My first encounters with Infra Red was as a photography student in Southport College. I remember fumbling around in the dark room trying to load the film into my Olympus OM10 camera that could be fogged if not loaded in entire darkness. Nowadays all modern digital cameras have the ability to capture infra red light but they are fitted with an 'infra red blocking filter' which cuts it out as infra red light can degrade the quality of a colour image. If you have your digital camera converted (we at Aspect2i recommend Advanced Camera Services) then the infra red blocking filter is removed and replaced with a filter that cuts out all visible light and transmits infra red light. It is worth mentioning at this stage that when your camera has been converted to an infra red camera, then this is the only type of photography that you can then do with it and you would have to incur the expense of getting it converted back to take 'normal' colour images again. The results from an infra red converted digital camera are wonderful and it is a great adventure when you first head out and experiment with this type of photography.
This brings us to the question, what should a good infra red image look like? The most common results seen are images with blue skies that are rendered black with their associated white clouds as a stark contrast. Also commonly seen is any type of green vegetation such as trees and grasses are rendered white and present themselves in an almost ethereal glow. The main reason for these effects is that very little infra red light is emitted from dark blue skies and the chlorophyll which gives vegetation its green colour is truly fantastic at reflecting infra red light hence trees and grasses become white.
For years I headed out in what I thought would be the best conditions possible to achieve these types of results which was on days with clear blue skies and a lot of strong sunlight and I often found the best season to be spring time with a cold clean crispness to the air and the fresh 'lime-green' foliage of the trees and plants. The results of shooting in such conditions are somewhat stunning and the punchy contrast of the images are very appealing but coming from a rather puritanical background in black and white photography and following the Ansel Adams Zone System, this 'fad' soon wore off and I yearned for the subtleties of the standard black and white image.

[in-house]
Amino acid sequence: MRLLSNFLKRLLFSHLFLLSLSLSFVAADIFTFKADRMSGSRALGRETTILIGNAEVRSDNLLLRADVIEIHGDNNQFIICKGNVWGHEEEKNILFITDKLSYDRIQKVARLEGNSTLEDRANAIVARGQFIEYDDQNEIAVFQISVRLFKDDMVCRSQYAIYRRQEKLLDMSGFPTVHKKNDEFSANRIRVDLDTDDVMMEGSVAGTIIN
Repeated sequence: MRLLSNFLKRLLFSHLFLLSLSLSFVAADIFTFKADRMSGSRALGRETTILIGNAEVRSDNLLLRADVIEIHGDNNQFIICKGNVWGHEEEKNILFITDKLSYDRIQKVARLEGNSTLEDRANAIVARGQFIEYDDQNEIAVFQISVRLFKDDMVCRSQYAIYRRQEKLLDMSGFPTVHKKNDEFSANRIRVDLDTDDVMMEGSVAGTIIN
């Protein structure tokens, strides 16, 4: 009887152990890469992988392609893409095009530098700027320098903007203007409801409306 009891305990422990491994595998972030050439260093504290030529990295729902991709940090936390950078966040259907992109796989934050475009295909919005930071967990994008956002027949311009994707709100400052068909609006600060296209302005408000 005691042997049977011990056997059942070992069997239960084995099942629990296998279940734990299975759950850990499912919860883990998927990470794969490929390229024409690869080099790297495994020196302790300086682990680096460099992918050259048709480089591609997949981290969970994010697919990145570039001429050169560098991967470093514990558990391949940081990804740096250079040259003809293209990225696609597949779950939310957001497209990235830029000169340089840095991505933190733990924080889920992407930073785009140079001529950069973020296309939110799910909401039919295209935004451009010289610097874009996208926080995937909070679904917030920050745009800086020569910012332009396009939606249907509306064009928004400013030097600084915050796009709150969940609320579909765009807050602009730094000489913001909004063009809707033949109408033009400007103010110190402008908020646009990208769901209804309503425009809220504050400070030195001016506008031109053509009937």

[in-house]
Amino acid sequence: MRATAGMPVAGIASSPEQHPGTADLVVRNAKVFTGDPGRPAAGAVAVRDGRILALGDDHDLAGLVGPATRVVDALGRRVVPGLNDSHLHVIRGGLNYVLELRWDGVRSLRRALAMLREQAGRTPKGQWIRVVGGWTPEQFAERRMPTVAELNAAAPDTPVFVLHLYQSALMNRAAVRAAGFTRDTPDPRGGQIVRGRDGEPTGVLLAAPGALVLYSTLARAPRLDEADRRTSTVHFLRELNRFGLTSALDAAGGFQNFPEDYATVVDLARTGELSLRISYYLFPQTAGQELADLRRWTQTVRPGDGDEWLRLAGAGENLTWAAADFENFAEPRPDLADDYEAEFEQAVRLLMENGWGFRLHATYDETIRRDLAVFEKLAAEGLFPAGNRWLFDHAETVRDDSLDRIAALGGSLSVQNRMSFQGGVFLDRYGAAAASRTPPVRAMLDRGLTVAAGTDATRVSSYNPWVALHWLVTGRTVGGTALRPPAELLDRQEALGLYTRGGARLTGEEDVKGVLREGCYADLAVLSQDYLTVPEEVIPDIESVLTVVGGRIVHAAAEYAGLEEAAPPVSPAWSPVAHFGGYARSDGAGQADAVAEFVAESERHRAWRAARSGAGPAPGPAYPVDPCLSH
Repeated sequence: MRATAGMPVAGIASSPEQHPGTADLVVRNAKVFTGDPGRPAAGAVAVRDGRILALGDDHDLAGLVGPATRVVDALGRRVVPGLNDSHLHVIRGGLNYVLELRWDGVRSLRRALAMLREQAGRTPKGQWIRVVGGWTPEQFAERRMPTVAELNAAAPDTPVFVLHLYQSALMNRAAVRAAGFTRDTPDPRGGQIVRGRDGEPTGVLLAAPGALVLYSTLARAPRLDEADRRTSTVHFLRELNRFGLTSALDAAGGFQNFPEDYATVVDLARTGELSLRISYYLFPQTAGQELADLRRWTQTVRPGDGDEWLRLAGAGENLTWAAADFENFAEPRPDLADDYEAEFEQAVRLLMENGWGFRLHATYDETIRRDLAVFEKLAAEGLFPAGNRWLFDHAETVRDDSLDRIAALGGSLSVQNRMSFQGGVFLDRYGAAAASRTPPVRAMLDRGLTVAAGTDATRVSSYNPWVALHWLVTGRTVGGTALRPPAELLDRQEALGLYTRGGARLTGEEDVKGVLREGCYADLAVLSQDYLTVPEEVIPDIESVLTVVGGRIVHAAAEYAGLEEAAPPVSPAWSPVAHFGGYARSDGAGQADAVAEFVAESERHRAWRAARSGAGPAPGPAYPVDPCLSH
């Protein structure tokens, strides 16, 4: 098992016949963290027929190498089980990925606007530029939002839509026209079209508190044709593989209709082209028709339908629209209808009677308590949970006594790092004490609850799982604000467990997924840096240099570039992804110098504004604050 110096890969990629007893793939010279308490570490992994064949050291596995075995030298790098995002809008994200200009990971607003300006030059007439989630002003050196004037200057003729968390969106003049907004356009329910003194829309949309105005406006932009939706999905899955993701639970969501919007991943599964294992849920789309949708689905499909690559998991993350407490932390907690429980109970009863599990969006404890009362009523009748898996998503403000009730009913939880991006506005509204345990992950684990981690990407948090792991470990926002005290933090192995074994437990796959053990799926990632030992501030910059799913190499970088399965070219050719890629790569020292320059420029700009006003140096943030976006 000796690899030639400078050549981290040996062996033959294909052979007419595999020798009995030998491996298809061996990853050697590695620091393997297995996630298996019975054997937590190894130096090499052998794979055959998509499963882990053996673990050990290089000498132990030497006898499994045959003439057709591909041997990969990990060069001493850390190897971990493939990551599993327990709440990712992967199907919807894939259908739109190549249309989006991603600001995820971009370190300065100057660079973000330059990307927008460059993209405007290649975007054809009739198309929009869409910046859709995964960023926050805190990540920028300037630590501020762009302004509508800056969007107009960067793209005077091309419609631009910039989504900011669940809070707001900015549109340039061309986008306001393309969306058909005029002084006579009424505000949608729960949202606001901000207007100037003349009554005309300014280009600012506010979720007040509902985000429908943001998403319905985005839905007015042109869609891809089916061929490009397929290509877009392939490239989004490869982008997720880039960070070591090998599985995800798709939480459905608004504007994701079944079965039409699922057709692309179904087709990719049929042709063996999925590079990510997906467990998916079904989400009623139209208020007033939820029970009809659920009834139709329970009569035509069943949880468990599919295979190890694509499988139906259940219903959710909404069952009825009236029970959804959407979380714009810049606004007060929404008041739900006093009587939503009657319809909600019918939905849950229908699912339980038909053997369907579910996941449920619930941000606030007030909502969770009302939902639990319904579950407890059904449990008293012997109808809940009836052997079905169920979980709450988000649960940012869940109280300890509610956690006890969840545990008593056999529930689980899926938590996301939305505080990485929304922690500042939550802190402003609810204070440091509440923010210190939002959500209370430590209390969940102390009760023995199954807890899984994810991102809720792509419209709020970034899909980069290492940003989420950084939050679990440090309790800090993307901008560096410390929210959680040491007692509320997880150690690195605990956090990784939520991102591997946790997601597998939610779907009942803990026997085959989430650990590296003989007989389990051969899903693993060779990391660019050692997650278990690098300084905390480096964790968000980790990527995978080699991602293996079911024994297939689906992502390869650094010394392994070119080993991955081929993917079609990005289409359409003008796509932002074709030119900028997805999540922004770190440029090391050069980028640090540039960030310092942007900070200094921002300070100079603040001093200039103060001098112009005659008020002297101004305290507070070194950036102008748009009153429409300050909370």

Looking at the images taken in strong sunlight, I questioned if this was the only way to explore using infra red. I would certainly not just head out to make standard black and white images in one set of weather conditions and moreover, some of my most successful images to date had been exposed in inclement weather. Infra red light is out there at all times it is just that the human eye cannot see it. Even when the day is what we would describe as 'gloomy' or overcast, there is still an abundance of infra red light to work with and I made a conscious decision to explore this light and find the subtleties I was missing.
The results spoke for themselves. Images that had smooth tonal transitions without the harshness delivered by strong sunlight and worked beautifully for me. The clouds in the overcast skies showed structure and a presence and the infra red whites in the chlorophyll filled vegetation resolved the fine details I wanted to see without the harsh glow. I recently travelled to one of the quietest parts of Cumbria and only took with me my little Nikon D70 infra red converted camera. The weather was classically Cumbrian with its fair share of overcast days, bright spells and rain clouds. I relished working in the conditions and the resulting images where what I sought after and I now feel more inclined to reach for my IR converted DSLR with the confidence that the image files I get can be crafted and the tonal range finely tuned to get a finished image that speaks softly of the moment I took it as opposed to shouting at me in a rage of harsh contrasts.
I feel I have now gained control of my infra red image making as opposed to putting up with what if delivered to me and what I think all photographers should aim for is an image that looks like a truly crafted black and white photograph but with the gentle tonal shift and visual signature of infra red light that intrigues the viewer deeper.
© Paul Gallagher